Art is for many people “food for the soul” and creating art, in any form or shape, can be both challenging and relaxing. Regardless of the nature of your interest in art – be it art history or drawing/painting techniques or sculpture or photography – if you’re looking for some inspiration, there are countless books that focus on this topic. Below you will find our picks in terms of the best art books of all time.


    From Manet to Manhattan: The Rise of the Modern Art Market by Peter Watson – This is an anecdotal history of the modern art market. It begins with a behind-the-scenes testimony of the 1990 Christie’s auction, during which a van Gogh portrait was sold for a record $82.5 million. The book talks about artists, dealers, art connoisseurs, collectors, as well as auction houses that have contributed in one way or another to the development of art.  


    100 Painters of Tomorrow by Kurt Beers – Curator Kurt Beers embarked on an ambitious mission to find the greatest and most talented active artists of the moment, no less than 100 of them. Over 4,300 artists from all over the world submitted an application to be featured in the book.


    After careful selection carried out by a panel made of prominent names in contemporary art, Beers compiled this extraordinary collection of high-quality images of the artists’ work. Besides the images, the book also includes biographic information and some relevant quotes from the artists themselves.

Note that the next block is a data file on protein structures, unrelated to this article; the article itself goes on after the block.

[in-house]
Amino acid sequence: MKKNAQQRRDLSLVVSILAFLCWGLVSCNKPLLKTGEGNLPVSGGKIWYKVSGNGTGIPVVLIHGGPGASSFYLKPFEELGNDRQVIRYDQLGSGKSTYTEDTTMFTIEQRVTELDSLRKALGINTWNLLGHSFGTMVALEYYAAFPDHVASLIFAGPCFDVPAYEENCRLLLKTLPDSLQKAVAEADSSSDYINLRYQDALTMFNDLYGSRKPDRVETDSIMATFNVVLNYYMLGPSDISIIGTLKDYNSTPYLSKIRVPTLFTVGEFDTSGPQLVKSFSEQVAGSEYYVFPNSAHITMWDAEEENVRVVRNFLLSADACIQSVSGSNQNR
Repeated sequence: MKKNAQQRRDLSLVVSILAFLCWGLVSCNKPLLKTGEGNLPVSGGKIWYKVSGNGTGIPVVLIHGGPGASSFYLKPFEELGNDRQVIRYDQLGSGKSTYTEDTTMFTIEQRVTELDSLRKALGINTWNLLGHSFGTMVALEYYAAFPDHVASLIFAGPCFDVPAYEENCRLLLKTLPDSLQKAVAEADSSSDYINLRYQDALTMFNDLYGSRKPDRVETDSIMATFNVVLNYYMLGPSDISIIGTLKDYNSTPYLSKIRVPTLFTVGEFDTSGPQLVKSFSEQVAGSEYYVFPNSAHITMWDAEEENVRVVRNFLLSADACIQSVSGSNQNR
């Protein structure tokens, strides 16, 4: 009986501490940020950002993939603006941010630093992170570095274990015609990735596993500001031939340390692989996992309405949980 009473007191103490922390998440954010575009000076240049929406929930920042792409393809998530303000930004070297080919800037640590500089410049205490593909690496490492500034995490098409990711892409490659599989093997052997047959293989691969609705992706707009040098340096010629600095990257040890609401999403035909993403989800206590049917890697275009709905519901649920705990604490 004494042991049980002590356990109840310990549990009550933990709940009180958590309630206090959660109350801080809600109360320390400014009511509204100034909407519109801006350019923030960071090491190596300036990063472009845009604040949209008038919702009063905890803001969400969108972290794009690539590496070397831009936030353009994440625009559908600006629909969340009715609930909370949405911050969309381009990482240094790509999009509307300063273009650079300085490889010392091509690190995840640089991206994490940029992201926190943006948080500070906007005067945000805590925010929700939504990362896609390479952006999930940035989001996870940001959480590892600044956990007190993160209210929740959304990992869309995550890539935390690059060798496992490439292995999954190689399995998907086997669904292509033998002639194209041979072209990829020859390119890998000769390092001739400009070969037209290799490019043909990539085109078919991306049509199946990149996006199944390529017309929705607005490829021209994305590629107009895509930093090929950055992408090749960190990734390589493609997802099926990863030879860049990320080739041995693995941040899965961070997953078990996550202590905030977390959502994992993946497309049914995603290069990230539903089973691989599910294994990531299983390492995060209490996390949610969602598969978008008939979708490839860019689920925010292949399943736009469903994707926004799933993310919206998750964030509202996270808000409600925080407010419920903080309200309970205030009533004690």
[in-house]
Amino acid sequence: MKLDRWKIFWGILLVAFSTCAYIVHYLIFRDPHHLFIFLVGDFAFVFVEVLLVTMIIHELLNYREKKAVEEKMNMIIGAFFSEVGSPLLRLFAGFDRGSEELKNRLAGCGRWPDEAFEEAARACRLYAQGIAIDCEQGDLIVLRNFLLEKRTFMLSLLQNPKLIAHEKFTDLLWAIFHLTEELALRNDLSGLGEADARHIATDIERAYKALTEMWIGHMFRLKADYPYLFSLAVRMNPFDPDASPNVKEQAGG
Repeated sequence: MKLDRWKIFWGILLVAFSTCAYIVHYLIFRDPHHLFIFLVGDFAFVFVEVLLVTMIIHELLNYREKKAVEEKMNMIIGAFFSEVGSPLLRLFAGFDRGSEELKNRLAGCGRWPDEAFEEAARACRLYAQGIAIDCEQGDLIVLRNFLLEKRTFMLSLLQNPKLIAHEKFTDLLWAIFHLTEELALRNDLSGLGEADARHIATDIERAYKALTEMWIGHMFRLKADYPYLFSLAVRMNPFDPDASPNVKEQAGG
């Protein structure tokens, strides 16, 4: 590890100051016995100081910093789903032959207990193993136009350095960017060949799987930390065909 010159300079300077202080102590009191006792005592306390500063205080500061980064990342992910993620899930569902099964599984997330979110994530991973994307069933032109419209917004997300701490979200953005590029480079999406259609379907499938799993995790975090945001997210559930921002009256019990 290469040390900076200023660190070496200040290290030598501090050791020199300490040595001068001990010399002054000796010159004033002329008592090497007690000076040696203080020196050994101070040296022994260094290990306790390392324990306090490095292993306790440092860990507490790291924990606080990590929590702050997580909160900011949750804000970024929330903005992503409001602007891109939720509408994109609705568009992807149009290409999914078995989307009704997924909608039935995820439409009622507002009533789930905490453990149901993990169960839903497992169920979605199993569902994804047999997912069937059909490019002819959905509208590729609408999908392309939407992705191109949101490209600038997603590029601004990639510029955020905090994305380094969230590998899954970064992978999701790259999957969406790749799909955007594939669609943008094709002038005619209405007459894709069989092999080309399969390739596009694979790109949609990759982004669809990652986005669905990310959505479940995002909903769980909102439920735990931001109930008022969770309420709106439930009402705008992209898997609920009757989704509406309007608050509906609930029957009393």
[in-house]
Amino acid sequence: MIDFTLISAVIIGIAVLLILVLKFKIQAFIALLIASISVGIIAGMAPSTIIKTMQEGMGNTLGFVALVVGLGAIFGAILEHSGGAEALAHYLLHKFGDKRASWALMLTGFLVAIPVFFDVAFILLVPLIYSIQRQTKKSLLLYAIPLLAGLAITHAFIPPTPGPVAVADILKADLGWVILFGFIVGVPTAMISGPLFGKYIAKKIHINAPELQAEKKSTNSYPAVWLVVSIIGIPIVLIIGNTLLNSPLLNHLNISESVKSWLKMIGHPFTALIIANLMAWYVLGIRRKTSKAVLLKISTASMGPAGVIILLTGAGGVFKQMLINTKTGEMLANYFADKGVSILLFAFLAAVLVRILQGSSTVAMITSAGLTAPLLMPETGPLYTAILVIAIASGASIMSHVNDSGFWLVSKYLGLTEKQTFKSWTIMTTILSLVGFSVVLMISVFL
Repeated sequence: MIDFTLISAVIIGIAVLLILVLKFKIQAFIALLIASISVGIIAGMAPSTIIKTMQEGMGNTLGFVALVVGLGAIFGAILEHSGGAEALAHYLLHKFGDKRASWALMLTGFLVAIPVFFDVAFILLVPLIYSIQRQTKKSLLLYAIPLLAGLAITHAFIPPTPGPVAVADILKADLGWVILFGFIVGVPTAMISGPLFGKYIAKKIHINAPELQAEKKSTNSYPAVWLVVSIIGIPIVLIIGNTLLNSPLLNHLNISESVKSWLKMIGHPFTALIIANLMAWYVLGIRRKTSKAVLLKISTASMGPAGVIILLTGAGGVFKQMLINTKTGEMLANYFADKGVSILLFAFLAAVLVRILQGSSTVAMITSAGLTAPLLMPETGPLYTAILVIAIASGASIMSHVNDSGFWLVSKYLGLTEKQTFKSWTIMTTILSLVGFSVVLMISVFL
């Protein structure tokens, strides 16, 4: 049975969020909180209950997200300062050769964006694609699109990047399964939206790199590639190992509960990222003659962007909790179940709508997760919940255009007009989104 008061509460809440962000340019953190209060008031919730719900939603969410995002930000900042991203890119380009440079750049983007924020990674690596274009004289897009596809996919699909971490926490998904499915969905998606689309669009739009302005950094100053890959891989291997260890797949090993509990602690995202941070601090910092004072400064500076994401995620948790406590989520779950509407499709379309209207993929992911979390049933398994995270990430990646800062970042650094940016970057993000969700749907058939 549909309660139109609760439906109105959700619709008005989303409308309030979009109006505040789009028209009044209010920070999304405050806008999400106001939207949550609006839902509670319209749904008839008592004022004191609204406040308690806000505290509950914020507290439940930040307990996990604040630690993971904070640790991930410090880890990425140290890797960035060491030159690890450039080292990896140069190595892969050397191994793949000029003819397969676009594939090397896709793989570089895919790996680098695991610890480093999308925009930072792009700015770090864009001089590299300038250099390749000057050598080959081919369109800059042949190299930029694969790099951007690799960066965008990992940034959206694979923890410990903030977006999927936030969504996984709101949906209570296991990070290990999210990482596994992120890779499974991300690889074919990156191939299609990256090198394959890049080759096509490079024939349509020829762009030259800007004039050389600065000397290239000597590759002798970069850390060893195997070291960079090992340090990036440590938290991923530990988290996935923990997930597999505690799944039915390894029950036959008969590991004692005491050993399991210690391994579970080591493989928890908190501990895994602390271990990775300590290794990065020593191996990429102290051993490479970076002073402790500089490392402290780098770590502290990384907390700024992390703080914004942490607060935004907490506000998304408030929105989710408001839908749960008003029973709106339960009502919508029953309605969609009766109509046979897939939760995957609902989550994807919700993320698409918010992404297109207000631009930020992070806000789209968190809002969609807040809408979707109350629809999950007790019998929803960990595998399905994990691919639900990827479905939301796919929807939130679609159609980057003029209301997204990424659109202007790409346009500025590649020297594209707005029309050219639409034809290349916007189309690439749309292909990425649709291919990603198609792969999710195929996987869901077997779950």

The Deftness of Da Vinci by Johannes Nathan, Frank Zöllner – Leonardo da Vinci was a genius through and through. He was a master of everything, being reminded as a great artist, philosopher, scientist, inventor, and mechanic. This book is a beautiful collection of 663 of Da Vinci’s drawings and is part of a series called Leonardo da Vinci – The Graphic Work. It includes a diverse selection of the painter’s works, from anatomical studies to architectural plans.


    The Power of Art by Simon Schama – In “The Power of Art,” non-fiction writer and art historian Simon Schama tries to answer the question “What is art really for?” To get to the answer, he presents the evolution of eight famous works of art from equally famous and talented artists. And besides the art itself, he also concentrates on the context in which the works of art are created, touching on the artist’s life, their vision, and so on.


    The Artist Project: What Artists See When They Look at Art – Artists have always found inspiration in the work of others before them. The Metropolitan Museum of Art’s impressive art collection includes works that can spark anyone’s imagination, so 120 prestigious contemporary artists from all over the world sat down and stated their opinions on these works of art. Readers can basically see Met’s art collection through the artists’ eyes.

  • Digital Art Trends in Online Games

    Digital art and graphics trends have come a long way when it comes to online games compared to the old days of pixelated characters and low graphics, especially since game companies invest more in powerful graphic processes to breathe life into their new releases.